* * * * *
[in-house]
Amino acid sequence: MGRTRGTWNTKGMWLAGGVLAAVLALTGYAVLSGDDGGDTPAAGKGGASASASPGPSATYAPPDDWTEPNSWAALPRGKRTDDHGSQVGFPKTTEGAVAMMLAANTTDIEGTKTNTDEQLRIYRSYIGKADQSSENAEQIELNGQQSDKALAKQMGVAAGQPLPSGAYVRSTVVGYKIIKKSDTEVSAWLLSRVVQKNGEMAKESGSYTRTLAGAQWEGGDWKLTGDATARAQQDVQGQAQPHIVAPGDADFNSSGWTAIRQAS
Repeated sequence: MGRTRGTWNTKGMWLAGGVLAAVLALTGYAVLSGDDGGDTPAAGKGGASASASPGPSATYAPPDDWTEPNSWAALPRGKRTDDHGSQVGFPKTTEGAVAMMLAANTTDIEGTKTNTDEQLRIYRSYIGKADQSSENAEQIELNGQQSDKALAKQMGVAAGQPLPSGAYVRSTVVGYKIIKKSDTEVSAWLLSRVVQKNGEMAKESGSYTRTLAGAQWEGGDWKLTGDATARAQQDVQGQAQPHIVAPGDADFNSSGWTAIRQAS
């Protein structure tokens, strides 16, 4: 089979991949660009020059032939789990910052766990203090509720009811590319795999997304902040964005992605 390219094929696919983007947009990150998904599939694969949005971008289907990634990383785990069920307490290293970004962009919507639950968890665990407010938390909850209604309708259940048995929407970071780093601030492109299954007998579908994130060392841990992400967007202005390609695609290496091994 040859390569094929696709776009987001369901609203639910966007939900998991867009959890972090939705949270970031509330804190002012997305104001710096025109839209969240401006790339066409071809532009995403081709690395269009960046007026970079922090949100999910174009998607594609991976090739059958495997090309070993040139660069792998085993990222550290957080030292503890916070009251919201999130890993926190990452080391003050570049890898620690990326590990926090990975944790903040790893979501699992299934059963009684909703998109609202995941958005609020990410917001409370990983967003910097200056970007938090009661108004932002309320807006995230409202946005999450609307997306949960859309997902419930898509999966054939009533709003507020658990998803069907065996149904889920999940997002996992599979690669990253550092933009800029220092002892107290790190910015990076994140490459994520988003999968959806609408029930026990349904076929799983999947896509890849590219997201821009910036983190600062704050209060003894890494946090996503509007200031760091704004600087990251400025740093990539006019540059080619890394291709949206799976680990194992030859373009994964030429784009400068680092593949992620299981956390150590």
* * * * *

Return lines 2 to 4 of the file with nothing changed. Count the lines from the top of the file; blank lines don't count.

Amino acid sequence: MGRTRGTWNTKGMWLAGGVLAAVLALTGYAVLSGDDGGDTPAAGKGGASASASPGPSATYAPPDDWTEPNSWAALPRGKRTDDHGSQVGFPKTTEGAVAMMLAANTTDIEGTKTNTDEQLRIYRSYIGKADQSSENAEQIELNGQQSDKALAKQMGVAAGQPLPSGAYVRSTVVGYKIIKKSDTEVSAWLLSRVVQKNGEMAKESGSYTRTLAGAQWEGGDWKLTGDATARAQQDVQGQAQPHIVAPGDADFNSSGWTAIRQAS
Repeated sequence: MGRTRGTWNTKGMWLAGGVLAAVLALTGYAVLSGDDGGDTPAAGKGGASASASPGPSATYAPPDDWTEPNSWAALPRGKRTDDHGSQVGFPKTTEGAVAMMLAANTTDIEGTKTNTDEQLRIYRSYIGKADQSSENAEQIELNGQQSDKALAKQMGVAAGQPLPSGAYVRSTVVGYKIIKKSDTEVSAWLLSRVVQKNGEMAKESGSYTRTLAGAQWEGGDWKLTGDATARAQQDVQGQAQPHIVAPGDADFNSSGWTAIRQAS
């Protein structure tokens, strides 16, 4: 089979991949660009020059032939789990910052766990203090509720009811590319795999997304902040964005992605 390219094929696919983007947009990150998904599939694969949005971008289907990634990383785990069920307490290293970004962009919507639950968890665990407010938390909850209604309708259940048995929407970071780093601030492109299954007998579908994130060392841990992400967007202005390609695609290496091994 040859390569094929696709776009987001369901609203639910966007939900998991867009959890972090939705949270970031509330804190002012997305104001710096025109839209969240401006790339066409071809532009995403081709690395269009960046007026970079922090949100999910174009998607594609991976090739059958495997090309070993040139660069792998085993990222550290957080030292503890916070009251919201999130890993926190990452080391003050570049890898620690990326590990926090990975944790903040790893979501699992299934059963009684909703998109609202995941958005609020990410917001409370990983967003910097200056970007938090009661108004932002309320807006995230409202946005999450609307997306949960859309997902419930898509999966054939009533709003507020658990998803069907065996149904889920999940997002996992599979690669990253550092933009800029220092002892107290790190910015990076994140490459994520988003999968959806609408029930026990349904076929799983999947896509890849590219997201821009910036983190600062704050209060003894890494946090996503509007200031760091704004600087990251400025740093990539006019540059080619890394291709949206799976680990194992030859373009994964030429784009400068680092593949992620299981956390150590």